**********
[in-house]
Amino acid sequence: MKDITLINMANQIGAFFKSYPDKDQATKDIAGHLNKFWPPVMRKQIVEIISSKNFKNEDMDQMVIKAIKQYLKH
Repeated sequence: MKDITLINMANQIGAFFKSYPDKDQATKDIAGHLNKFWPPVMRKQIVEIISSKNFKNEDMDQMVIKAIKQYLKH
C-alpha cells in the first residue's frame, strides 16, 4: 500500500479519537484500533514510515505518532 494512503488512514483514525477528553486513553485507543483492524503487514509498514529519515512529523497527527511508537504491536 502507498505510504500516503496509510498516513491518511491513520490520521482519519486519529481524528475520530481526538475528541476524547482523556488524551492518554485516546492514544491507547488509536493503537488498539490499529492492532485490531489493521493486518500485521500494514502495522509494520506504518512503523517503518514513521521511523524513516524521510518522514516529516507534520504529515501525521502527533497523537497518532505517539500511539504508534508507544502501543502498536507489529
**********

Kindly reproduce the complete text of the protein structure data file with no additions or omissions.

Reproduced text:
[in-house]
Amino acid sequence: MKDITLINMANQIGAFFKSYPDKDQATKDIAGHLNKFWPPVMRKQIVEIISSKNFKNEDMDQMVIKAIKQYLKH
Repeated sequence: MKDITLINMANQIGAFFKSYPDKDQATKDIAGHLNKFWPPVMRKQIVEIISSKNFKNEDMDQMVIKAIKQYLKH
C-alpha cells in the first residue's frame, strides 16, 4: 500500500479519537484500533514510515505518532 494512503488512514483514525477528553486513553485507543483492524503487514509498514529519515512529523497527527511508537504491536 502507498505510504500516503496509510498516513491518511491513520490520521482519519486519529481524528475520530481526538475528541476524547482523556488524551492518554485516546492514544491507547488509536493503537488498539490499529492492532485490531489493521493486518500485521500494514502495522509494520506504518512503523517503518514513521521511523524513516524521510518522514516529516507534520504529515501525521502527533497523537497518532505517539500511539504508534508507544502501543502498536507489529